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Manny Ramirez should thrive in Chicago

8/30/2010

Manny Ramirez fantasy owners can't be real pleased at what they've received statistically over the past few months, but I'm telling you, there is a light at the end of the Manny tunnel. It's one that provides strong fantasy numbers. Ramirez's pending move from the Los Angeles Dodgers to the Chicago White Sox on Monday after being claimed from waivers is very relevant, and while the compensation remains in question, Ramirez's ability does not. This guy can still rake.

Let me amend that last statement: What we've seen from Ramirez in the past is he can rake when he wants to, and one would think a move to the south side of Chicago and a pennant race would do the trick. Ramirez can't play the outfield effectively anymore, and he won't have to in the final month. I don't think his hitting prowess is a problem, though. We've seen Ramirez turn on the hitting light before with a new team late in a season.

The year was 2008 and Ramirez famously masterminded a way out of Fenway Park to become a Dodger. With the Boston Red Sox that season, Ramirez displayed differing levels of production. In 53 games with the Dodgers, he was downright awesome, hitting .396 with 17 home runs and 53 RBIs. He slugged .743. He sensed a playoff run and, maybe just as importantly, a new offseason contract. And that was a mere two years ago!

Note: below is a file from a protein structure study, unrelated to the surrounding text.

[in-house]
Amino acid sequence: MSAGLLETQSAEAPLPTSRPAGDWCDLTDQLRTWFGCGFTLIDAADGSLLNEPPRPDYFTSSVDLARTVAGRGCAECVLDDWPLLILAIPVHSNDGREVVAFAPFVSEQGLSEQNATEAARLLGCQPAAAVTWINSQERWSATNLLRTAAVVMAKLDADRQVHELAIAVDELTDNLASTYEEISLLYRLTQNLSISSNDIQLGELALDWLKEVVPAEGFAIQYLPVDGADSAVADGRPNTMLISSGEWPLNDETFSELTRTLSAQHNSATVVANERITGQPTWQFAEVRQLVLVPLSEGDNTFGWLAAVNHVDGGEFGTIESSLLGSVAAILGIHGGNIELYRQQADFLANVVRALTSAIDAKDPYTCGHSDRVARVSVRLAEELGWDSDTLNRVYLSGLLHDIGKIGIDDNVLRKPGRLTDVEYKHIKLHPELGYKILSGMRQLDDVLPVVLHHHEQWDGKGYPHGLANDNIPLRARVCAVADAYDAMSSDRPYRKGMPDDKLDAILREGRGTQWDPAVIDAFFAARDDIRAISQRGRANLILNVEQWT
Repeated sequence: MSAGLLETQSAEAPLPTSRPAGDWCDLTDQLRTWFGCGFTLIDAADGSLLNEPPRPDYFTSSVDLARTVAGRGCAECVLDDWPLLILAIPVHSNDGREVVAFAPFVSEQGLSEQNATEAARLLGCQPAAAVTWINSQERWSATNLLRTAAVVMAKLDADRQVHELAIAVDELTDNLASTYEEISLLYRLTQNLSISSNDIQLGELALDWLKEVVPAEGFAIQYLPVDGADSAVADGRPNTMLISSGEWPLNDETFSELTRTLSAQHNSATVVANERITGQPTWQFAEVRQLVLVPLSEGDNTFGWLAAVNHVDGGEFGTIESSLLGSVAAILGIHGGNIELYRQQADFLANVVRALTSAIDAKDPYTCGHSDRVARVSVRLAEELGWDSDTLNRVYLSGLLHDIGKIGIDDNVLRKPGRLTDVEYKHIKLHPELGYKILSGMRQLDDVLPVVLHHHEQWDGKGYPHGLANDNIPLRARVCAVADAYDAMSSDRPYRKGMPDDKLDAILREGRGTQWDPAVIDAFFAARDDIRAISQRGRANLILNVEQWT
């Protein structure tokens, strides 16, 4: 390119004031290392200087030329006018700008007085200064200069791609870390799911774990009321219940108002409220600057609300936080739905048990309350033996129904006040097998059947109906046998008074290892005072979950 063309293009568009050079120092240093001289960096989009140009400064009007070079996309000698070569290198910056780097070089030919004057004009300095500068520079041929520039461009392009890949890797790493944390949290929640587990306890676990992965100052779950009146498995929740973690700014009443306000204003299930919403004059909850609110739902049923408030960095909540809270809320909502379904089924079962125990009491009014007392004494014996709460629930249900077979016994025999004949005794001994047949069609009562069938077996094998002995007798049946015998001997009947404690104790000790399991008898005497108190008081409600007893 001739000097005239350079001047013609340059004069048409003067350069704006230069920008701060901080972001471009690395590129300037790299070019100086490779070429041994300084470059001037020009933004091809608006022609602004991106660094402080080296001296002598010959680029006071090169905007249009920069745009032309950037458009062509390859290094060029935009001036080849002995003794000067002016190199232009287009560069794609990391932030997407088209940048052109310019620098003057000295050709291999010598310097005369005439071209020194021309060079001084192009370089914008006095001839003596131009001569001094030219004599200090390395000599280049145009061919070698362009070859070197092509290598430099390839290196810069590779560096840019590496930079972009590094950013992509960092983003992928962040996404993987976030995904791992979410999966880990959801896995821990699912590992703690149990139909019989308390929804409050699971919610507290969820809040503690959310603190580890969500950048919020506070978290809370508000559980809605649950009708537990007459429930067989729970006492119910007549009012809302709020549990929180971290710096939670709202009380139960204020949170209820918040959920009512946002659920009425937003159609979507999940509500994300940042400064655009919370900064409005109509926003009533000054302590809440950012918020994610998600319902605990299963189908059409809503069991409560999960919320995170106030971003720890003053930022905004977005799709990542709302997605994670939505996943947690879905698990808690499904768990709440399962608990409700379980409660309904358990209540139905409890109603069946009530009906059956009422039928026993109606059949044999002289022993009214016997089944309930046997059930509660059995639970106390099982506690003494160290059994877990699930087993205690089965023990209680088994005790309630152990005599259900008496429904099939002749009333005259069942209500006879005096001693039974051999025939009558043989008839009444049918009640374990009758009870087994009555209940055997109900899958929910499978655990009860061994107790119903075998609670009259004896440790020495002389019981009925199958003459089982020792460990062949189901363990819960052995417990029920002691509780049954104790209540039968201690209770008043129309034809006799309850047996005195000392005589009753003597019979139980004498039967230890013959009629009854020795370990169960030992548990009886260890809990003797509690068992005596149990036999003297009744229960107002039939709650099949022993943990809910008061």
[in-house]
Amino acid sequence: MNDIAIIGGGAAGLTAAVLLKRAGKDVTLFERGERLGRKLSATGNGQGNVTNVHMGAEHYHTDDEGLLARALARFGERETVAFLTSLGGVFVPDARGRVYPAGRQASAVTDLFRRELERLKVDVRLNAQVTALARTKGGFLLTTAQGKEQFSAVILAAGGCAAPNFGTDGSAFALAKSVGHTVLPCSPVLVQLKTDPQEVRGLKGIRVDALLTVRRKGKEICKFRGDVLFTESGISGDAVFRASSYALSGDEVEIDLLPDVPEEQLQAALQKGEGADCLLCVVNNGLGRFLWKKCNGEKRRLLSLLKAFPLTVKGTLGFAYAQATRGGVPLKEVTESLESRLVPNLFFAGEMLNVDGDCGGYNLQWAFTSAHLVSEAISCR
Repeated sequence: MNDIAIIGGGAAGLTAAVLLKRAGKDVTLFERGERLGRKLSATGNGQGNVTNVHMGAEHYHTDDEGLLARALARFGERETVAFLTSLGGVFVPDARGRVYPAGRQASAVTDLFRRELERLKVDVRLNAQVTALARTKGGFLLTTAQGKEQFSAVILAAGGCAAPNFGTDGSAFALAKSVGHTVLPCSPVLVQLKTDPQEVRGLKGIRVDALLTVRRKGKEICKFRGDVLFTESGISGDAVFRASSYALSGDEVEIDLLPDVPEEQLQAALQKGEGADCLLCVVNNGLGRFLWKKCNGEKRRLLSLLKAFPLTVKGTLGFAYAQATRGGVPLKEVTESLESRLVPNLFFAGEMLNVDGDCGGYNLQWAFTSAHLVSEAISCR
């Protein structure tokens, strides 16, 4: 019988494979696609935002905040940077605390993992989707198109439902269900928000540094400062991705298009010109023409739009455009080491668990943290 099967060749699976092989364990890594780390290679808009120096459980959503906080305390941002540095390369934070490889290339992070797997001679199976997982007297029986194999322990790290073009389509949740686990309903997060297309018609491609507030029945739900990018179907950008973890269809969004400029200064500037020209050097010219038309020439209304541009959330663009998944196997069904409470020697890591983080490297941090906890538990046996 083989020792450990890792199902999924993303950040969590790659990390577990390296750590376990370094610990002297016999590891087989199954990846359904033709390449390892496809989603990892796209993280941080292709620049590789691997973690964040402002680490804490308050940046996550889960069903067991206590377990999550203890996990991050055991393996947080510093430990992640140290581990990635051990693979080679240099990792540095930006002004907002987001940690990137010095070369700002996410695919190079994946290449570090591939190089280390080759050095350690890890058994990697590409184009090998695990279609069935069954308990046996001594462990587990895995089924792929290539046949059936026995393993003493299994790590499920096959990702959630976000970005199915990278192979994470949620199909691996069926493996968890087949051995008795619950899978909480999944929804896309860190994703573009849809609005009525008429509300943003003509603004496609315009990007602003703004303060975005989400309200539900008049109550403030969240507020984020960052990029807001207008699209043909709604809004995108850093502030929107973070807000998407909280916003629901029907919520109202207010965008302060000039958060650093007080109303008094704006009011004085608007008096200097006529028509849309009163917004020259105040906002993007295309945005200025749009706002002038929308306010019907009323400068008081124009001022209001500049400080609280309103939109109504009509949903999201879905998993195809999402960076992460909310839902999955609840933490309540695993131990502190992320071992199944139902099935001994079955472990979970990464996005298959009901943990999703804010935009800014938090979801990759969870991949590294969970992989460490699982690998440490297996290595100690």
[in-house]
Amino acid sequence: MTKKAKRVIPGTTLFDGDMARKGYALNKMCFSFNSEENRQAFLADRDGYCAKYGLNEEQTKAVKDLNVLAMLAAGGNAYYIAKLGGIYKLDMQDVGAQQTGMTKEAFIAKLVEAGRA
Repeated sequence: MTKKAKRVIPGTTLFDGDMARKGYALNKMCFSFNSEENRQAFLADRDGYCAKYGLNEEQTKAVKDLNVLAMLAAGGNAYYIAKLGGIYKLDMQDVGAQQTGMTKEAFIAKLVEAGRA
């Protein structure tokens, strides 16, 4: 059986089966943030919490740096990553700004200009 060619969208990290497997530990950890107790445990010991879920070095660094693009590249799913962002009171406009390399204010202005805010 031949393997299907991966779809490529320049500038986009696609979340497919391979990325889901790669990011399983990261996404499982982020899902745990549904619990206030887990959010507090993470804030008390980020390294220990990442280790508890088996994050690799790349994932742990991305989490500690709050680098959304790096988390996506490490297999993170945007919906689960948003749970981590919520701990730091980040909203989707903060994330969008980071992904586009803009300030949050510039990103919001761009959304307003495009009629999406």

With the White Sox, Ramirez can have the same motivation. He's 38 now, but hardly an unproductive hitter. Ramirez is hitting .311 with a .405 on-base percentage and .510 slugging percentage, and all those numbers should rise back in the American League. Hitting at U.S. Cellular Field is generally a treat, much more so than at Dodger Stadium. While it's merely one gauge, Chicago's ballpark ranks fourth in runs in our Park Factors page, and it's been very favorable for home run hitting the past few seasons. I'm not really questioning whether Ramirez can hit anymore, and the league and ballpark change will help.

Ramirez is owned in 85.4 percent of ESPN standard (10-team) mixed leagues, and I'm guessing the only reason that number isn't a perfect 100 is because some owners tired of waiting for Ramirez the past two months. It's true, Ramirez hasn't helped anyone, including the Dodgers, lately. He went on the disabled list the first week of July with a hamstring problem, returned for two games, and then missed another few weeks with a calf problem. Durability isn't his strong point, but as the everyday designated hitter for the White Sox likely batting cleanup, watch him stay remarkably healthy.

The White Sox have needed Ramirez as their DH all season. In fact, the team's options at DH have hit .241 with a .715 OPS and 16 home runs, numbers Ramirez would have dwarfed. The Cleveland Indians and Kansas City Royals have more production from their designated hitters. Ramirez at DH means the other options should lose at-bats. Look for manager Ozzie Guillen to use an outfield of Carlos Quentin, Juan Pierre and Alex Rios. Singles hitter Mark Kotsay was barely playing, but Andruw Jones was hitting .400 over the past week and does have 18 home runs this season. He could see at-bats against lefties at the expense of Pierre. If you own Jones in a deep league, keep doing so.

As for the Dodgers, they might consider this waiver claim addition as subtraction in the clubhouse. Ramirez hadn't been doing much anyway, so if you own left fielder Scott Podsednik, continue to enjoy his batting average and stolen bases.